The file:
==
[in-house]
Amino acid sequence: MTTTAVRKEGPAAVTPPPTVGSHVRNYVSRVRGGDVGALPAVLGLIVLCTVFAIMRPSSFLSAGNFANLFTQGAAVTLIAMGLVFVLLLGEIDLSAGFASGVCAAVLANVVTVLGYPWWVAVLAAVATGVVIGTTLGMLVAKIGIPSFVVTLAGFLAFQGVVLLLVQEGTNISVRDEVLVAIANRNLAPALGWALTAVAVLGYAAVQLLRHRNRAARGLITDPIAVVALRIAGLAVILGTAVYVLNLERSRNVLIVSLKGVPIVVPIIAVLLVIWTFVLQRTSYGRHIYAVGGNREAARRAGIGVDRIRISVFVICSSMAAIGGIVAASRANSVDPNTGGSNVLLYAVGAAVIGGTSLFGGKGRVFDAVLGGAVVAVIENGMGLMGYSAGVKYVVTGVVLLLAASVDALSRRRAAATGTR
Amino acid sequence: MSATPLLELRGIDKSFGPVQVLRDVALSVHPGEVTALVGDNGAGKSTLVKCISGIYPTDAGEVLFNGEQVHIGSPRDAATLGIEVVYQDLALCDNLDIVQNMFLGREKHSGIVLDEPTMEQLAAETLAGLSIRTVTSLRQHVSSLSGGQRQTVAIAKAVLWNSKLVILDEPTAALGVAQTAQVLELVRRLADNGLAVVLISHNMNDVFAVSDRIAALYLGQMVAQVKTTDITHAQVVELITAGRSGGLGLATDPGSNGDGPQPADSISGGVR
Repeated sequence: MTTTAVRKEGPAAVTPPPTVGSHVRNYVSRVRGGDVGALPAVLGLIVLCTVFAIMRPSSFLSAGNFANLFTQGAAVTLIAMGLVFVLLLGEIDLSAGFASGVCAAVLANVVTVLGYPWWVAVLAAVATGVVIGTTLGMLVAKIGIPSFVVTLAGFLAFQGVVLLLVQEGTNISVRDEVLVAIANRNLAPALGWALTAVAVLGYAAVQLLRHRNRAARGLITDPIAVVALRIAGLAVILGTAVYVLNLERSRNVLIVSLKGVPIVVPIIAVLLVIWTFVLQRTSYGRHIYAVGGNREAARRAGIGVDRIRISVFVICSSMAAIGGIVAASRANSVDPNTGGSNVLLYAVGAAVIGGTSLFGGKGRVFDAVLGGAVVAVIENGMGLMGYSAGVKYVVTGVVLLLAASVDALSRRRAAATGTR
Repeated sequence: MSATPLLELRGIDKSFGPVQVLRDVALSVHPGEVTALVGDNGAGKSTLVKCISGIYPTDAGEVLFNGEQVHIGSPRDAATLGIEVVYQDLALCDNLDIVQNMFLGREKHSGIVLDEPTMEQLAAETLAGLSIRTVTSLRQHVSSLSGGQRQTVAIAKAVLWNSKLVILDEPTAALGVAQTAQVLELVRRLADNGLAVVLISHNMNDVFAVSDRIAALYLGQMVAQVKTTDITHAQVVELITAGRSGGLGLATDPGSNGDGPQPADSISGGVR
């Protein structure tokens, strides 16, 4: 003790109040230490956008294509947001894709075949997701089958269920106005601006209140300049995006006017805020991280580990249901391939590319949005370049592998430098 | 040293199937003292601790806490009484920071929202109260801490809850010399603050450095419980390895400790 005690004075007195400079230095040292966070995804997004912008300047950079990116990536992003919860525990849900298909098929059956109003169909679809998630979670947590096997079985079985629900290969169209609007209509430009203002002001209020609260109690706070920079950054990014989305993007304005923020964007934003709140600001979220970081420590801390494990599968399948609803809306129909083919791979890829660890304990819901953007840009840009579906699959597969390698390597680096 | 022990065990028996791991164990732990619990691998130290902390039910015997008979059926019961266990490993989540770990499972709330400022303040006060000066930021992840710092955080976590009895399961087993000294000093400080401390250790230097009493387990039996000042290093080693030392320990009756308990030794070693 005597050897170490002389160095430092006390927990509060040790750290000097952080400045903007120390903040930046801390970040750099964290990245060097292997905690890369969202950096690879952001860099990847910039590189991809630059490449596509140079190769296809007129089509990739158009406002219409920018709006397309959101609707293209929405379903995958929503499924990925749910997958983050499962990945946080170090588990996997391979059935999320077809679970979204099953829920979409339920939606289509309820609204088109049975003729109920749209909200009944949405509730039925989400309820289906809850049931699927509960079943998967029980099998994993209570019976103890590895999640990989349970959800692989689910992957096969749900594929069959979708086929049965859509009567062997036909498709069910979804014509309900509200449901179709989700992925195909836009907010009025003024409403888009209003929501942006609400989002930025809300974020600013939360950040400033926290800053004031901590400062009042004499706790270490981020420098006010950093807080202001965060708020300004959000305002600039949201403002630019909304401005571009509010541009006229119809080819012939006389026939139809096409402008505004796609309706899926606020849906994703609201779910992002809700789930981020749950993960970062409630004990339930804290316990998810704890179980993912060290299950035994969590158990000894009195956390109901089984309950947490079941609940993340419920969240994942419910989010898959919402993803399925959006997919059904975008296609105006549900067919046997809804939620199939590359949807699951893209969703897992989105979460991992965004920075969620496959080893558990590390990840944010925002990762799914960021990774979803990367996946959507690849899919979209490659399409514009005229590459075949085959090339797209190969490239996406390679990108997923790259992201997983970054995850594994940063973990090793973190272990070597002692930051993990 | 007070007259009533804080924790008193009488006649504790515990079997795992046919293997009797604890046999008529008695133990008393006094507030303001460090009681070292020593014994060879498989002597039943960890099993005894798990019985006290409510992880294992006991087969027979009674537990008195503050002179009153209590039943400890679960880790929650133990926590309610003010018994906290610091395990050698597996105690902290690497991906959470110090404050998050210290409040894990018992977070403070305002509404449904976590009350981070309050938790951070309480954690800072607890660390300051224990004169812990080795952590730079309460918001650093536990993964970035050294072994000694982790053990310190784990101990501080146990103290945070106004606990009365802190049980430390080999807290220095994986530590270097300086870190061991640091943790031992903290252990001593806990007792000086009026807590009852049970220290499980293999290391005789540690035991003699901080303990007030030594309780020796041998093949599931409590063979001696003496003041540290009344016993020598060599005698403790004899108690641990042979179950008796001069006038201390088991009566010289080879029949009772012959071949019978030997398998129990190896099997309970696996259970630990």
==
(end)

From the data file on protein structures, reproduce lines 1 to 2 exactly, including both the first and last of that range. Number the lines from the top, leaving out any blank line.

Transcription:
[in-house]
Amino acid sequence: MTTTAVRKEGPAAVTPPPTVGSHVRNYVSRVRGGDVGALPAVLGLIVLCTVFAIMRPSSFLSAGNFANLFTQGAAVTLIAMGLVFVLLLGEIDLSAGFASGVCAAVLANVVTVLGYPWWVAVLAAVATGVVIGTTLGMLVAKIGIPSFVVTLAGFLAFQGVVLLLVQEGTNISVRDEVLVAIANRNLAPALGWALTAVAVLGYAAVQLLRHRNRAARGLITDPIAVVALRIAGLAVILGTAVYVLNLERSRNVLIVSLKGVPIVVPIIAVLLVIWTFVLQRTSYGRHIYAVGGNREAARRAGIGVDRIRISVFVICSSMAAIGGIVAASRANSVDPNTGGSNVLLYAVGAAVIGGTSLFGGKGRVFDAVLGGAVVAVIENGMGLMGYSAGVKYVVTGVVLLLAASVDALSRRRAAATGTR